Purpose: The purpose of this study was to investigate the validity of the lactate minimum test ([Lac-]BMIN) in the determination of the velocity at the maximal lactate steady state (V-MLSS), and to identify those physiological factors most closely associated with 8-km running performance.
Methods: Thirteen trained male runners (VO2max range 53-67 mL.kg-1.min-1) took part in an 8-km simulated race on flat roads and completed a comprehensive battery of laboratory tests.
Results: Performance velocity was most strongly correlated with the estimated running velocity at VO2max (r = 0.93) and with V-MLSS (r = 0.92) and velocity at lactate threshold (V-Tlac) (r= 0.93). The running velocity at the ventilatory threshold (V-Tvent) (r = 0.81) and the [Lac-]BMIN (r = 0.83) also produced good correlations with performance velocity. Performance running velocity (mean +/- SEM 16.0 +/- 0.3 km.h-1) was not significantly different from V-MLSS (15.7 +/- 0.3 km.h-1). The running velocity at [Lac-]BMIN (14.9 +/- 0.2 km.h-1) was not significantly different from the V-Tlac (15.1 +/- 0.3 km.h-1) or V-Tvent (14.9 +/- 0.2 km.h-1) was not significantly different from the V-Tlac (15.1 +/- 0.3 km.h-1) or V-Tvent (14.9 +/- 0.3 km.h-1) but was significantly lower than the V-MLSS (P < 0.05). The [Lac-]BMIN provided the lowest correlation with V-MLSS (r = 0.61) and the worst estimate of V-MLSS (SEE = 0.75 km.h-1) compared with the other measures of lactate accumulation. The V-Tlac was not significantly different from V-MLSS and provided the highest correlation (r = 0.94) and a close estimate (SEE = 0.33 km.h-1) of the V-MLSS.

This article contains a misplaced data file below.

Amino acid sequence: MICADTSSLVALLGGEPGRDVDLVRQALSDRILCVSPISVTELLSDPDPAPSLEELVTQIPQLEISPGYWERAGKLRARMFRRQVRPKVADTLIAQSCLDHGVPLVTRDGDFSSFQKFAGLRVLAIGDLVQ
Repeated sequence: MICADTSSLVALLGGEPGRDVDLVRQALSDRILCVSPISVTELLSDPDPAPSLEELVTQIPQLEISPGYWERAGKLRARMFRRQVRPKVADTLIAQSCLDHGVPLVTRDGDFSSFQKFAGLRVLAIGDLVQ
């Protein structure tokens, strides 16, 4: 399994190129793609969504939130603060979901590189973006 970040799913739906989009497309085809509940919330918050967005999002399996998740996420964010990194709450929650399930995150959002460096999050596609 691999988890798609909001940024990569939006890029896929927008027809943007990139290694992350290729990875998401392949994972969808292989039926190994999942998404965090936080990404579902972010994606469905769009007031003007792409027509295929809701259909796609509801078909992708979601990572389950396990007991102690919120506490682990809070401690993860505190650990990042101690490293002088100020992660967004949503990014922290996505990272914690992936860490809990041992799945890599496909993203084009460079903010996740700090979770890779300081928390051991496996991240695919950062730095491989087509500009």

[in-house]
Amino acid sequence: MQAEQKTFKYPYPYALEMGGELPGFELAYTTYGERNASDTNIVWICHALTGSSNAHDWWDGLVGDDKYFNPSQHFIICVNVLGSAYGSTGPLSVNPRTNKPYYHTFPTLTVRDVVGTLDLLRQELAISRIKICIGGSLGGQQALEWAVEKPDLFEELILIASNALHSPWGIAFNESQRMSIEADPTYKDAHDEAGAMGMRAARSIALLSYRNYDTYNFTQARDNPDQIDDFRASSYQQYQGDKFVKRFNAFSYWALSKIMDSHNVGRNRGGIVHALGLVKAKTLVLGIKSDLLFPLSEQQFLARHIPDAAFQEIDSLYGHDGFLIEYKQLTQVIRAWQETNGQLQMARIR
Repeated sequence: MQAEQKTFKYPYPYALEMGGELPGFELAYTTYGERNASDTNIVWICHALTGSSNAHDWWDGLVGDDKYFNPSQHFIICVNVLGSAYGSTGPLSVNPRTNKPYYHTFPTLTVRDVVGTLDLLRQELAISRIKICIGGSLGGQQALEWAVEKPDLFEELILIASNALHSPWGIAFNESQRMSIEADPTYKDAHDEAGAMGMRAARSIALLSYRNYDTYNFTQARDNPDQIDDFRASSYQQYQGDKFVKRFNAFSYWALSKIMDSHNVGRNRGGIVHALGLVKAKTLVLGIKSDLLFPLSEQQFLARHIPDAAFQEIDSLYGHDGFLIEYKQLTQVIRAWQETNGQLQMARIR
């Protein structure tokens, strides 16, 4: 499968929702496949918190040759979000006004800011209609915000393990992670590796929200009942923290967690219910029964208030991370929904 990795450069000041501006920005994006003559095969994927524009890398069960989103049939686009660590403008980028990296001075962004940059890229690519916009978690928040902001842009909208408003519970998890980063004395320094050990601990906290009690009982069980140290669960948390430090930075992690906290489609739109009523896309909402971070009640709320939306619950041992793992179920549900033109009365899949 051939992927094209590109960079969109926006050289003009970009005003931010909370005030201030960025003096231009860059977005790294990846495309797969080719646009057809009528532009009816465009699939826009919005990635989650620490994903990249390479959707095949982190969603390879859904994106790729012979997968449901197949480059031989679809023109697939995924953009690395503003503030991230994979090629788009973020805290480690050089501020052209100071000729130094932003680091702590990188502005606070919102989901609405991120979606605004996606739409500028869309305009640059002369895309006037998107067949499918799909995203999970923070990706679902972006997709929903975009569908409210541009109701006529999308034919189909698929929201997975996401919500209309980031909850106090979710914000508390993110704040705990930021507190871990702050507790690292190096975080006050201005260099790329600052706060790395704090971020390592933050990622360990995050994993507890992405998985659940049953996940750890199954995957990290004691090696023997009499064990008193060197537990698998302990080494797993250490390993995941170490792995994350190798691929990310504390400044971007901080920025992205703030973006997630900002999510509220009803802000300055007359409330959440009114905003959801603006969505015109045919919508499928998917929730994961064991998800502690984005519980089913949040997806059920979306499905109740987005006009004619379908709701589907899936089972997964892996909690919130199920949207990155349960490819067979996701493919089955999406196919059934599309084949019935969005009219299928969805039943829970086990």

Conclusions: It is concluded that of the measures studied relating to blood lactate accumulation during submaximal exercise, V-Tlac provides the best estimate of the V-MLSS and the V-Tlac had equal predictive power for 8-km race performance.